-Charles G. Finney; 1848. 

Doesn’t sound too heretical to me.  

David R. Brumbelow

Ron Bean's picture

Here are some quotes from Finney's "Lectures on Systematic Theology" in which he teaches his heresies:

1. "Several theologians have held that regeneration is the work of the Holy Spirit alone … but I might just as lawfully insist that it is the work of man alone." (Charles Finney, 'Lectures On Systematic Theology': Abridged Edition, p. 224)

2. "The doctrine of imputed righteousness, or that Christ’s obedience to the Law was accounted as our obedience, is founded on a most false and nonsensical assumption/" (Charles Finney, 'Lectures On Systematic Theology', Worcester: 1851, pages 320-322)

3. Christ "could do no more than justify himself. It can never be imputed to us … it was naturally impossible, then, for him to obey on our behalf." (Ibid.) This doctrine "of representing the atonement as the ground of the sinner’s justification has been a sad occasion of stumbling to many." (Charles Finney, 'Lectures On Systematic Theology', p. 732)

4. “We shall see that perseverance in obedience to the end of life is also a condition of justification …” (Ibid., p. 735-737) 
 

5. Salvation "is not founded in Christ’s literally suffering the exact penalty of the Law for them, and in this sense literally purchasing their justification and eternal salvation." (Lectures On Systematic Theology, p. 747)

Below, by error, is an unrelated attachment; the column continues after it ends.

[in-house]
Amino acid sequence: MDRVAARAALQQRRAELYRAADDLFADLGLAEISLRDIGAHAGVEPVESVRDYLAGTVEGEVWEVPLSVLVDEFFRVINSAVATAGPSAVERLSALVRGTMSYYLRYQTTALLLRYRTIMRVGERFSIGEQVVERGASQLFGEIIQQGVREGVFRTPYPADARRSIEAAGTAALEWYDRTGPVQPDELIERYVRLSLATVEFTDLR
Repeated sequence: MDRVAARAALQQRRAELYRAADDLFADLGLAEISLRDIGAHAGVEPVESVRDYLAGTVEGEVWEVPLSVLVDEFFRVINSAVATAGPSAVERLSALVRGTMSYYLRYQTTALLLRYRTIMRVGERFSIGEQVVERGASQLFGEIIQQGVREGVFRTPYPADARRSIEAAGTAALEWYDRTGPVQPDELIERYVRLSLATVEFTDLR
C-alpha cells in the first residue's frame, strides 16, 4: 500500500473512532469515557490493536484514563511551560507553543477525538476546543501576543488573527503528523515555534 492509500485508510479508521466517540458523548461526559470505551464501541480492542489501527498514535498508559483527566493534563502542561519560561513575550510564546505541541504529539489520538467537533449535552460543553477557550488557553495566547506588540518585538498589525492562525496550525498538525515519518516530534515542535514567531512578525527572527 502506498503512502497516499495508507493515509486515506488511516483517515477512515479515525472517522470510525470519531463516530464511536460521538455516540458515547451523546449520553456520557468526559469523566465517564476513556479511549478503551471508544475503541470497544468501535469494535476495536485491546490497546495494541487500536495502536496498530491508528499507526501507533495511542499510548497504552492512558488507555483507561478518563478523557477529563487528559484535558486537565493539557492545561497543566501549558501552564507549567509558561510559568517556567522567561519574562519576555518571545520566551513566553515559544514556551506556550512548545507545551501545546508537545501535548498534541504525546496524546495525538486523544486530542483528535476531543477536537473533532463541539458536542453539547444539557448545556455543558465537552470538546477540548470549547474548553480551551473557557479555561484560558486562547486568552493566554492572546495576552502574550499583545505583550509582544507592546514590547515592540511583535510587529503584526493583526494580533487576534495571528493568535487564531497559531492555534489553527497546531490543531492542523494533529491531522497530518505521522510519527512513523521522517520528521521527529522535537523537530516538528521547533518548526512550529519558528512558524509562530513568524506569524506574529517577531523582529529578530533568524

"Some things are of that nature as to make one's fancy chuckle, while his heart doth ache." John Bunyan

TylerR's picture

Editor

Have you read Finney's systematic theology? 

Tyler is a pastor in Olympia, WA and an Investigations Manager with a Washington State agency. He's the author of the book What's It Mean to Be a Baptist?

David R. Brumbelow's picture

“While giving instruction it is wise to appeal to the understanding. True religion is as logical as if it were not emotional. I am not an admirer of the peculiar views of Mr. Finney, but I have no doubt that he was useful to many; and his power lay in his use of clear arguments. Many who knew his fame were greatly disappointed at first hearing him, because he used few beauties of speech and was as calm and dry as a book of Euclid; but he was exactly adapted to a certain order of minds, and they were convinced and convicted by his forcible reasoning. Should not persons of an argumentative cast of mind be provided for? We are to be all things to all men, and to these men we must become argumentative and push them into a corner with plain deductions and necessary inferences. Of carnal reasoning we would have none, but of fair, honest pondering, considering, judging, and arguing the more the better.” 

-Charles H. Spurgeon, Lectures to My Students. 

David R. Brumbelow

David R. Brumbelow's picture

No, I’ve not read Finney’s Systematic Theology.  I’m sure I would disagree with some of it.  

But I’ve often seen Calvinists unfairly condemn Finney.  They will take a quote out of context to call him a heretic.  

For example, some have accused Finney of not believing in the Sovereignty of God, when in reality Finney and Moderate to Non-Calvinists simply do not believe in their version of Sovereignty.  

Some may believe man plays a role in salvation in the sense that under the conviction of the Holy Spirit, a man uses his free will to accept Jesus as his Savior.  A strict Calvinist may disagree with that, but that view is not unbiblical or heretical.